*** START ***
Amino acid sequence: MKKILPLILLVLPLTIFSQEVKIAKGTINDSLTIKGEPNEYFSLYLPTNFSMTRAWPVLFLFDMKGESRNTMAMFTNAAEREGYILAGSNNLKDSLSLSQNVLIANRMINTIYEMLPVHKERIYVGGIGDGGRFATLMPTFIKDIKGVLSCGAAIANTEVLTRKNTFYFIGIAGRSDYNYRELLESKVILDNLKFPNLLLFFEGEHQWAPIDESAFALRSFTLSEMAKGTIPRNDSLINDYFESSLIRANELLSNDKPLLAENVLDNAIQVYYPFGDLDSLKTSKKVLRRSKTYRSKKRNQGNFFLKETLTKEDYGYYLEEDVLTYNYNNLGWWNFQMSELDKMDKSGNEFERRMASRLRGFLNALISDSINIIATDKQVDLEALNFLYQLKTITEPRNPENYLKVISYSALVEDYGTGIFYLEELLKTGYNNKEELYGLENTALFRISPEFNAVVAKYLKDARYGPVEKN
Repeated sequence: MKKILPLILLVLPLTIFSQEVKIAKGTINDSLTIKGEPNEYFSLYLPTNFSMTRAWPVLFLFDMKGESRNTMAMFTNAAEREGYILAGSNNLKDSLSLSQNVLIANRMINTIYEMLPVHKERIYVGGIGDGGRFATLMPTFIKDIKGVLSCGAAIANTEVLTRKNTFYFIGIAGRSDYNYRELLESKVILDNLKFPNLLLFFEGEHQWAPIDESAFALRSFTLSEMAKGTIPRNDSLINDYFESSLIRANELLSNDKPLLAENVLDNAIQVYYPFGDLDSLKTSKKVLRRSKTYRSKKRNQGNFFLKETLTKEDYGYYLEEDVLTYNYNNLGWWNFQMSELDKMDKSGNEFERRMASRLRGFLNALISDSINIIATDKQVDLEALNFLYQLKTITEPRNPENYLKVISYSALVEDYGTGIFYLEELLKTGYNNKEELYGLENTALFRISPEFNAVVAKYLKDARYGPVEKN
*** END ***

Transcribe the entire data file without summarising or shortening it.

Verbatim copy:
Amino acid sequence: MKKILPLILLVLPLTIFSQEVKIAKGTINDSLTIKGEPNEYFSLYLPTNFSMTRAWPVLFLFDMKGESRNTMAMFTNAAEREGYILAGSNNLKDSLSLSQNVLIANRMINTIYEMLPVHKERIYVGGIGDGGRFATLMPTFIKDIKGVLSCGAAIANTEVLTRKNTFYFIGIAGRSDYNYRELLESKVILDNLKFPNLLLFFEGEHQWAPIDESAFALRSFTLSEMAKGTIPRNDSLINDYFESSLIRANELLSNDKPLLAENVLDNAIQVYYPFGDLDSLKTSKKVLRRSKTYRSKKRNQGNFFLKETLTKEDYGYYLEEDVLTYNYNNLGWWNFQMSELDKMDKSGNEFERRMASRLRGFLNALISDSINIIATDKQVDLEALNFLYQLKTITEPRNPENYLKVISYSALVEDYGTGIFYLEELLKTGYNNKEELYGLENTALFRISPEFNAVVAKYLKDARYGPVEKN
Repeated sequence: MKKILPLILLVLPLTIFSQEVKIAKGTINDSLTIKGEPNEYFSLYLPTNFSMTRAWPVLFLFDMKGESRNTMAMFTNAAEREGYILAGSNNLKDSLSLSQNVLIANRMINTIYEMLPVHKERIYVGGIGDGGRFATLMPTFIKDIKGVLSCGAAIANTEVLTRKNTFYFIGIAGRSDYNYRELLESKVILDNLKFPNLLLFFEGEHQWAPIDESAFALRSFTLSEMAKGTIPRNDSLINDYFESSLIRANELLSNDKPLLAENVLDNAIQVYYPFGDLDSLKTSKKVLRRSKTYRSKKRNQGNFFLKETLTKEDYGYYLEEDVLTYNYNNLGWWNFQMSELDKMDKSGNEFERRMASRLRGFLNALISDSINIIATDKQVDLEALNFLYQLKTITEPRNPENYLKVISYSALVEDYGTGIFYLEELLKTGYNNKEELYGLENTALFRISPEFNAVVAKYLKDARYGPVEKN